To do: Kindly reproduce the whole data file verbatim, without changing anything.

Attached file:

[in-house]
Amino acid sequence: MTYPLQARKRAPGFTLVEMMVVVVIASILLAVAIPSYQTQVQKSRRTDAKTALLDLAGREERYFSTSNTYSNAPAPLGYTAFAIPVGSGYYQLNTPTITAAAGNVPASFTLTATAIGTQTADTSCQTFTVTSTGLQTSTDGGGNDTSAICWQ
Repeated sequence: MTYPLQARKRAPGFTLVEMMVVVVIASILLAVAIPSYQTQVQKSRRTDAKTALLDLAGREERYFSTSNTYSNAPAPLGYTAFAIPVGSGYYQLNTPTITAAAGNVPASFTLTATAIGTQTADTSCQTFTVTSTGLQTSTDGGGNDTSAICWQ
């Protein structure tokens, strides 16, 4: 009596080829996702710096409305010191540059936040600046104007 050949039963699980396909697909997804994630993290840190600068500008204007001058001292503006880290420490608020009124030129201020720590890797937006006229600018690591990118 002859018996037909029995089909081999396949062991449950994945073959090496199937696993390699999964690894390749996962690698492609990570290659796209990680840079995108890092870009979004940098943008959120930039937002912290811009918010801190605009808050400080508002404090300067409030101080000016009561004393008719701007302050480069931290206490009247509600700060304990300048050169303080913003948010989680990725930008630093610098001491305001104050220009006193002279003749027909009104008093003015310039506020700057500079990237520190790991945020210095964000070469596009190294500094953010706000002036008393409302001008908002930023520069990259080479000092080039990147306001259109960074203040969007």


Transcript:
[in-house]
Amino acid sequence: MTYPLQARKRAPGFTLVEMMVVVVIASILLAVAIPSYQTQVQKSRRTDAKTALLDLAGREERYFSTSNTYSNAPAPLGYTAFAIPVGSGYYQLNTPTITAAAGNVPASFTLTATAIGTQTADTSCQTFTVTSTGLQTSTDGGGNDTSAICWQ
Repeated sequence: MTYPLQARKRAPGFTLVEMMVVVVIASILLAVAIPSYQTQVQKSRRTDAKTALLDLAGREERYFSTSNTYSNAPAPLGYTAFAIPVGSGYYQLNTPTITAAAGNVPASFTLTATAIGTQTADTSCQTFTVTSTGLQTSTDGGGNDTSAICWQ
């Protein structure tokens, strides 16, 4: 009596080829996702710096409305010191540059936040600046104007 050949039963699980396909697909997804994630993290840190600068500008204007001058001292503006880290420490608020009124030129201020720590890797937006006229600018690591990118 002859018996037909029995089909081999396949062991449950994945073959090496199937696993390699999964690894390749996962690698492609990570290659796209990680840079995108890092870009979004940098943008959120930039937002912290811009918010801190605009808050400080508002404090300067409030101080000016009561004393008719701007302050480069931290206490009247509600700060304990300048050169303080913003948010989680990725930008630093610098001491305001104050220009006193002279003749027909009104008093003015310039506020700057500079990237520190790991945020210095964000070469596009190294500094953010706000002036008393409302001008908002930023520069990259080479000092080039990147306001259109960074203040969007």